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Five-year plan targets homelessness

by Ryan Murray
| June 12, 2014 9:00 PM

Through tireless effort, organization and research, a new organization has unveiled a plan meant to beat homelessness in the Flathead Valley.

HIRE, or Homelessness Interagency Resource and Education, is a new program involving Samaritan House, Northwest Community Action Partnership and other local agencies with a detailed five-year plan to improve the lives of homeless people in Northwest Montana.

The program was unveiled at Thursday at Project Homeless Connect, an event providing resources and services to individuals and families without homes to sleep in at night. More than 700 people in the Flathead Valley are homeless; more than 5,000 are homeless in Montana.

Allison Metzler, director of HIRE, introduced dozens of people who have helped make the plan or provide support for it.

Those supporters included Flathead County Commissioner Cal Scott, who was only a 30-year-old trailer away from being on the streets himself.

“In 2007 we lost what was essentially a family fortune,” he said. “And in 2008 we lost our home, my wife and I. If it hadn’t been for a trailer we bought in 1974, we would have been homeless. We’re all just a few steps away from being homeless.”

The five-year plan seeks to help people who find themselves down on their luck by increasing shelter space and the number of beds available as well as increasing communication between service providers and the community.

Other goals include finding affordable housing and increasing preventive measures for the homeless and people on the brink of it and community involvement with programs.

Sean Patrick O’Neill, the author of the plan, spent countless hours in the last year researching similar plans. He started his involvement as a VISTA AmeriCorps volunteer, and continues as a member of the planning committee for HIRE.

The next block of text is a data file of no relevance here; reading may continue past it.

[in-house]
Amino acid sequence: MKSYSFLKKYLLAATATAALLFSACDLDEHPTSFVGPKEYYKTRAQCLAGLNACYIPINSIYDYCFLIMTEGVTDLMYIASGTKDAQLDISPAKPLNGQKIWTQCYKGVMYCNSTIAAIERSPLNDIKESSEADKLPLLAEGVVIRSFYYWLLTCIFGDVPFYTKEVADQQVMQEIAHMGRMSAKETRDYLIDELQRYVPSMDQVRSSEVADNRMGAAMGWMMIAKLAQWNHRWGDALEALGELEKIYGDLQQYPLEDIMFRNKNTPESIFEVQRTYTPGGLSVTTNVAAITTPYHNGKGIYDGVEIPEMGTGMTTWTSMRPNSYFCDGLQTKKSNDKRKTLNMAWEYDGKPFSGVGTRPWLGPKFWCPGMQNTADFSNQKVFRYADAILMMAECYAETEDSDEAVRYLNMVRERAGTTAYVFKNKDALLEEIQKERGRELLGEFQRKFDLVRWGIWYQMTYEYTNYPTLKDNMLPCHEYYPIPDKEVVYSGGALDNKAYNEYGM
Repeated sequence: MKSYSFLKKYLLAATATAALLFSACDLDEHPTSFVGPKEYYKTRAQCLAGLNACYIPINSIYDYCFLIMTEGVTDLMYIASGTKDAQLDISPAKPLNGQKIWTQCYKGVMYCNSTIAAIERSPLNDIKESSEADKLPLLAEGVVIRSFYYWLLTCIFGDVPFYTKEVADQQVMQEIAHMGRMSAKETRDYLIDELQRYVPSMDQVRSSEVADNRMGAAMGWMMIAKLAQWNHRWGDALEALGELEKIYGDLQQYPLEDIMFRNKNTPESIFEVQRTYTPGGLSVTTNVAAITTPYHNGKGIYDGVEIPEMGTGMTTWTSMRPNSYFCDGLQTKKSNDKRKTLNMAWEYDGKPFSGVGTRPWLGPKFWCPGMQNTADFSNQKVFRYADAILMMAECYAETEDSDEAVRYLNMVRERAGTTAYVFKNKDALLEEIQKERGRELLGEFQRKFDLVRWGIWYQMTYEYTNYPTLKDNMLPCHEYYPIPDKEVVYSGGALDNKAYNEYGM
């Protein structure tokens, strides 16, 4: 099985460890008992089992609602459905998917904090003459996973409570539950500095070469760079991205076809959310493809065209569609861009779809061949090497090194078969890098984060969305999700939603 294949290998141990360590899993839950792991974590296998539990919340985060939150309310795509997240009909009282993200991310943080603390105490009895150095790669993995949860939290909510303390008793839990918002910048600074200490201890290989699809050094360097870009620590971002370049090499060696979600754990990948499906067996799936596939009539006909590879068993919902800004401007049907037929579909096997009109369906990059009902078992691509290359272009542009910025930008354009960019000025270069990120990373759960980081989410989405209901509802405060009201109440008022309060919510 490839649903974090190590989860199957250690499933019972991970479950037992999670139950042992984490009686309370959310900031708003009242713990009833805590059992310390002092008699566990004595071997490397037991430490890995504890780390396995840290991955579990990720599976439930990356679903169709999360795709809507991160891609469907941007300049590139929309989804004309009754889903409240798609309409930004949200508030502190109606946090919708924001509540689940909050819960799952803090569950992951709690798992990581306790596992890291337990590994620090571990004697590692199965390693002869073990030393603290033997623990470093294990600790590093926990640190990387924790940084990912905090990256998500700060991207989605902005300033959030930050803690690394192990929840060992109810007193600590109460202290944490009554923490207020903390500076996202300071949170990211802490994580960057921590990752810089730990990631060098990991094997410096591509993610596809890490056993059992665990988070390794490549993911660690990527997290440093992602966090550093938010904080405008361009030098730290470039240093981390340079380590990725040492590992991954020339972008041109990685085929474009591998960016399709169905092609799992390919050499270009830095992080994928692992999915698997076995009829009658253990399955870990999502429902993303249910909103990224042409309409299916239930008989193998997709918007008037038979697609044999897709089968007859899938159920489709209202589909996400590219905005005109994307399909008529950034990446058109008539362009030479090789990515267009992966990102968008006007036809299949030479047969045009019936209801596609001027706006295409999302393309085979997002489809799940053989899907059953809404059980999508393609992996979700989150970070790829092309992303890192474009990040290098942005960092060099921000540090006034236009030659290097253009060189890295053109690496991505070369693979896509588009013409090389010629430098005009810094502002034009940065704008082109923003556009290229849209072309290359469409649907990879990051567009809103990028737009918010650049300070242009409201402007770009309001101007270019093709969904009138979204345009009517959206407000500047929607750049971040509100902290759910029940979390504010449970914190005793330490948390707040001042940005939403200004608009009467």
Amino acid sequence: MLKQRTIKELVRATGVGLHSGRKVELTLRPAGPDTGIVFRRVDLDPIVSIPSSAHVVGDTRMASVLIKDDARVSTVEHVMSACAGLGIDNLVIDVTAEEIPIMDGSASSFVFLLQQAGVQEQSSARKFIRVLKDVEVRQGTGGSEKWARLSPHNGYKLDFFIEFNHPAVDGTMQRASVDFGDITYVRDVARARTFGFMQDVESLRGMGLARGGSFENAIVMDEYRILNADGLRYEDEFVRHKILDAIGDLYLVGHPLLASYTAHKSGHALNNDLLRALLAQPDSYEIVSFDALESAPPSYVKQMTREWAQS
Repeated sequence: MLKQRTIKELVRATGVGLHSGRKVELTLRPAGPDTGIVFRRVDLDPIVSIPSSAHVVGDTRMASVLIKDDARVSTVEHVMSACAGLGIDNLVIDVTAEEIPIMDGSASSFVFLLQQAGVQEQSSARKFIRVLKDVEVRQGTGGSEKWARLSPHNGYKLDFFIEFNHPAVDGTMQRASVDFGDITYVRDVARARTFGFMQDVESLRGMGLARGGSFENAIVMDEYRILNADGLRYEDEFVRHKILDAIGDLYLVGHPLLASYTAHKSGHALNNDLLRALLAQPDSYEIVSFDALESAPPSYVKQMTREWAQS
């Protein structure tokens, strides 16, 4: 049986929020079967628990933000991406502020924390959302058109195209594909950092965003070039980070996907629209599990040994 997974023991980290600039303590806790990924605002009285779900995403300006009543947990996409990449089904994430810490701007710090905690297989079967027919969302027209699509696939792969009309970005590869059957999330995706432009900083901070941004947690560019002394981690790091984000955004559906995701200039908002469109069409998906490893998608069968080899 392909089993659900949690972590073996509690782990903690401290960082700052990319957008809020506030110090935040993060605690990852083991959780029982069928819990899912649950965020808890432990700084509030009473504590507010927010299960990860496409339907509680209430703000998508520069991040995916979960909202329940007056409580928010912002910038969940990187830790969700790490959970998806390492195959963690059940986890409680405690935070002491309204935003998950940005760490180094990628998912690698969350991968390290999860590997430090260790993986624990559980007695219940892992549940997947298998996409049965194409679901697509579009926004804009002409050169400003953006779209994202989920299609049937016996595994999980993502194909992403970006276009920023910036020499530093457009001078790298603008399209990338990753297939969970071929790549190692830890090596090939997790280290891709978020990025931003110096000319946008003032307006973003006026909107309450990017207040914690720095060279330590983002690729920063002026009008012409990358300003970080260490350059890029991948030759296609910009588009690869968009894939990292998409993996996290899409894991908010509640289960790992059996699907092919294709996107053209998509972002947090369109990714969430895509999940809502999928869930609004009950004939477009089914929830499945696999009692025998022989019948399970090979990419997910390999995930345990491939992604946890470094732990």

At Project Homeless Connect, where families, children, veterans and anyone else homeless can talk to resource providers, the most vulnerable members of a community are thought of.

Darlene Schottle, superintendent of Kalispell Public Schools, affirmed this.

“We feel every day at school when a child doesn’t have a safe home to go to,” she said. “It is heartwarming to see what this community has come together to do.”

According to the findings in the five-year plan, Kalispell had 218 children without homes in 2013. The numbers of disabled or mentally ill and veteran homeless were 169 and 115, respectively.

Maureen Porter, a representative from U.S. Sen. John Walsh’s office, read a prepared statement from Walsh. The senator, a veteran of the U.S. Army and Montana National Guard, decried the all-too-common problem of homeless veterans. He offered his full support to HIRE.

Samaritan House Director Chris Krager expressed his gratitude to the people who gathered for the event at Samaritan House, the local homeless shelter.

“The Flathead is very fortunate to have this group of people,” he said.

Reporter Ryan Murray may be reached at 758-4436 or by email at